Despite considerable effort, application of monoclonal antibody technology has had only modest success in improving treatment outcomes in patients with solid tumours. Enhancing the cancer cell-killing activity of antibodies through conjugation to highly potent cytotoxic ‘payloads’ to create antibody–drug conjuates (ADCs) offers a strategy for developing anti-cancer drugs of great promise. Early ADCs exhibited side-effect profiles similar to those of ‘classical’ chemotherapeutic agents and their performance in clinical trials in cancer patients was generally poor. However, the recent clinical development of ADCs that have highly potent tubulin-acting agents as their payloads have profoundly changed the outlook for ADC technology. Twenty-five such ADCs are in clinical development and one, brentuximab vedotin, was approved by the FDA in August, 2011, for the treatment of patients with Hodgkin's lymphoma and patients with anaplastic large cell lymphoma, based on a high rate of durable responses in single arm phase II clinical trials. More recently, a second ADC, trastuzumab emtansine, has shown excellent anti-tumour activity with the presentation of results of a 991-patient randomized phase III trial in patients with HER2-positive metastatic breast cancer. Treatment with this ADC (single agent) resulted in a significantly improved progression-free survival of 9.6 months compared with 6.4 months for lapatinib plus capecitabine in the comparator arm and significantly prolonged overall survival. Besides demonstrating excellent efficacy, these ADCs were remarkably well tolerated. Thus these, and other ADCs in development, promise to achieve the long sought goal of ADC technology, that is, of having compounds with high anti-tumour activity at doses where adverse effects are generally mild. PMID:23173552

  20. Physical activity motivation and cancer survivorship.

    PubMed

    Pinto, Bernardine M; Ciccolo, Joseph T

    2011-01-01

    Physical activity (PA) participation has been shown to be helpful in improving physical and mental well-being among cancer survivors. The purpose of this chapter is to review the literature on the determinants of physical activity motivation and behavior among cancer survivors. Using theories of behavior change, researchers have sought to identify the correlates of motivation that predict the participation in regular physical activity in observational studies, while intervention studies have focused on manipulating those factors to support the initiation of physical activity. The majority of this work has been conducted with breast cancer survivors, and there is an interest in expanding this work to survivors of others cancers (e.g., prostate, lung, and colorectal cancer). Results suggest that constructs from the Theory of Planned Behavior (TPB), Transtheoretical Model (TTM), and Social Cognitive Theory (SCT) are associated with greater motivation for physical activity, and some of these constructs have been used in interventions to promote physical activity adoption. There is scope for understanding the determinants of physical activity adoption in various cancer survivor populations. Much more needs to done to identify the determinants of maintenance of physical activity.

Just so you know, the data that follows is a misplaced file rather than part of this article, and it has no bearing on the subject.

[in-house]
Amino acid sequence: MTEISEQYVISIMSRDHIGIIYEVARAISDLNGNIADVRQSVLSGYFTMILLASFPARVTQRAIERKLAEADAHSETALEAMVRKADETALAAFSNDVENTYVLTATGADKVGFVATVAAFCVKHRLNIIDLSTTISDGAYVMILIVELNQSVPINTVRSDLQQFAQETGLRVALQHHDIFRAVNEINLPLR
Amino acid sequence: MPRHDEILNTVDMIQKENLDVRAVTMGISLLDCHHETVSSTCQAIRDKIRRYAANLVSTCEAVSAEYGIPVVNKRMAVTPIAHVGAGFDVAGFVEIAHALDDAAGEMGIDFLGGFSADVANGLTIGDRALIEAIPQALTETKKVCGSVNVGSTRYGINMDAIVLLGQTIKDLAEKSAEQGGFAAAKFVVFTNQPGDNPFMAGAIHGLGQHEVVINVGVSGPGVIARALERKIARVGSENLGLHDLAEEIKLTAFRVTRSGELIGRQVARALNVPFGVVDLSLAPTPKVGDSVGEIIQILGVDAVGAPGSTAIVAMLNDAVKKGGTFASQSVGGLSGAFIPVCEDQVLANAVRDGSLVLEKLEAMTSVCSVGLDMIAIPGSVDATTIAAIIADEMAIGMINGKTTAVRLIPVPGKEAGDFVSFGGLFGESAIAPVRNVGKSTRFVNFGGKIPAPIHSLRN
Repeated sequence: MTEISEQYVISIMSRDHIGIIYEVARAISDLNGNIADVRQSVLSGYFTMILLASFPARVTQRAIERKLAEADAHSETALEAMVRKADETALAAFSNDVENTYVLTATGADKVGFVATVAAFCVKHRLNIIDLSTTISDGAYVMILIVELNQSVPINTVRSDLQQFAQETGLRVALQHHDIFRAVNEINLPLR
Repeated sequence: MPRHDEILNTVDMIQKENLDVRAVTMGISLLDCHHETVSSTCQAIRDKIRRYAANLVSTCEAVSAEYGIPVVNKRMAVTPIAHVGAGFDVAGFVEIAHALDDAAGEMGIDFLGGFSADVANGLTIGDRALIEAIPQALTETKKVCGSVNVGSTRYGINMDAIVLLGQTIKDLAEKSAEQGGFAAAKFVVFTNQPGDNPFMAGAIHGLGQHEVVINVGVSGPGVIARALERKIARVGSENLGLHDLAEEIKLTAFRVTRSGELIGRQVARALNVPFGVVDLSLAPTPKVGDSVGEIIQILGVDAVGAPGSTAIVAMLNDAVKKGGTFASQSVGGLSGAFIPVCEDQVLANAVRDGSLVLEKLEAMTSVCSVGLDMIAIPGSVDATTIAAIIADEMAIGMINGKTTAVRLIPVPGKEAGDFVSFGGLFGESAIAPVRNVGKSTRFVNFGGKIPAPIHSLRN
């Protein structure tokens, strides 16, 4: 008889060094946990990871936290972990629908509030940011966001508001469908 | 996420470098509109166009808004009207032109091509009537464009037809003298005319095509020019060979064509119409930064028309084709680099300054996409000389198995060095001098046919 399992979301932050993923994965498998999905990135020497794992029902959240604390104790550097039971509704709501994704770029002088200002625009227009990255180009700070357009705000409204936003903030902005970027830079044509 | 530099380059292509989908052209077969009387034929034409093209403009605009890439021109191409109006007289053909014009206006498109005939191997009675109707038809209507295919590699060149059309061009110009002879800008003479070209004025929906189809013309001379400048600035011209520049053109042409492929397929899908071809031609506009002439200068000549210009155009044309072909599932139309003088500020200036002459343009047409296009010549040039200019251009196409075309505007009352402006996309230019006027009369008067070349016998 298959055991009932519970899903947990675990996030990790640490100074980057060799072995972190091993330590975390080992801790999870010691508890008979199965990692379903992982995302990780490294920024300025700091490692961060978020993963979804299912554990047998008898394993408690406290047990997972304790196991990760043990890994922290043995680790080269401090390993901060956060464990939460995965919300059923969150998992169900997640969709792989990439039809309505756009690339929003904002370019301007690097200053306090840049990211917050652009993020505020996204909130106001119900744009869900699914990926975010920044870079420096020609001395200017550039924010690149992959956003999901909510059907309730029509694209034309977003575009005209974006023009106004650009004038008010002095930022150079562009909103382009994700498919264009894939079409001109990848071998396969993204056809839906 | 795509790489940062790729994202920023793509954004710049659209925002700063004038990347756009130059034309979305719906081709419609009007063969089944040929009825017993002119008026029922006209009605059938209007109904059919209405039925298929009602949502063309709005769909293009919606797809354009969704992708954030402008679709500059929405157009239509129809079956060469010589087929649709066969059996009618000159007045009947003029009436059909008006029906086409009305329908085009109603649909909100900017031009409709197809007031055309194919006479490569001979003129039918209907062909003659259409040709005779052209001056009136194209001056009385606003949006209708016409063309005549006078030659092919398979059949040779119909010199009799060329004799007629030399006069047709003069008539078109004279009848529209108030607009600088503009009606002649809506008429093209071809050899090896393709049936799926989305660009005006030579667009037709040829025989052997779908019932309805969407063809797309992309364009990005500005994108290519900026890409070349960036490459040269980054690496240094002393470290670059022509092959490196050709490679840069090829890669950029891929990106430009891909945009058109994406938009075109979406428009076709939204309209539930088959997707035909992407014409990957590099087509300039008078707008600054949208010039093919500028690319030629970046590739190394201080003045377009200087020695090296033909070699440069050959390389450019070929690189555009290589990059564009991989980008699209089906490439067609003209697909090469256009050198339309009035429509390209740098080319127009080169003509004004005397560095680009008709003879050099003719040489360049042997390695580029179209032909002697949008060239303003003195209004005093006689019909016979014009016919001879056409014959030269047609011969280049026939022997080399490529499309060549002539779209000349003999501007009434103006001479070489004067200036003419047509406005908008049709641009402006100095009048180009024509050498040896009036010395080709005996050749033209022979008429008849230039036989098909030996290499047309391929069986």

1. Recent advances in the treatment of colon cancer.

    PubMed

    Xu, R; Zhou, B; Fung, P C W; Li, X

    2006-08-01

    Colorectal cancer is one of the leading causes of cancer-related deaths worldwide. Although surgical resection is still the only treatment capable of curing colon cancer, adjuvant therapy continues to play an important role in preventing recurrence and metastasis. In recent years remarkable progress has been made in the treatment of colon cancer. This review discusses recent advances in adjuvant therapy for colon cancer, including chemotherapy, immunotherapy, antiangiogenic therapy and apoptosis induction. In the meantime, molecular therapy is also elucidated in the above methods. All these new advances will provide new promises for patients of colon cancer. PMID:16691539

  2. Early stage cervical cancer: psychosocial and sexual outcomes of treatment.

    PubMed

    Cull, A; Cowie, V J; Farquharson, D I; Livingstone, J R; Smart, G E; Elton, R A

    1993-12-01

    Eighty-three women, mean age 45 years, successfully treated by surgery (S) or radiotherapy (RT) for stage 1b cervical cancer were assessed a mean of 97 weeks post treatment. Forty to 50% reported persistent tiredness, lack of energy and weight gain. Sixty per cent had not resumed their full premorbid functional status. Mean scores for anxiety and depression were higher than general population means and this sample scored higher for psychological distress than published data quoted for disease free cancer patients. These women reported many concerns about cervical cancer, most commonly fear of recurrent disease (91%). More than one-third blamed themselves for the disease. There were no significant differences in functional outcome or psychological status between treatment groups or by age or time since treatment. Psychological distress scores were significantly correlated with physical complaints (P < 0.001) and functional outcomes (P < 0.02). For the 61 women who were sexually active, sexual function post-treatment was rated as significantly poorer than subjectively recalled premorbid sexual function (P < 0.005). RT treated patients were more likely to report pain on intercourse and loss of enjoyment. Psychological as well as physical problems were highly correlated with sexual outcome (P < 0.01) 44% were unable to talk adequately with their partners about their experience. The majority felt they needed more information about cervical cancer, its treatment and how to help themselves rehabilitate. Forty-nine per cent would have liked to have had counselling. Even with the same physical morbidity the functional, emotional and sexual status of these women could be improved by giving more attention to their psychological and sexual concerns. PMID:8260376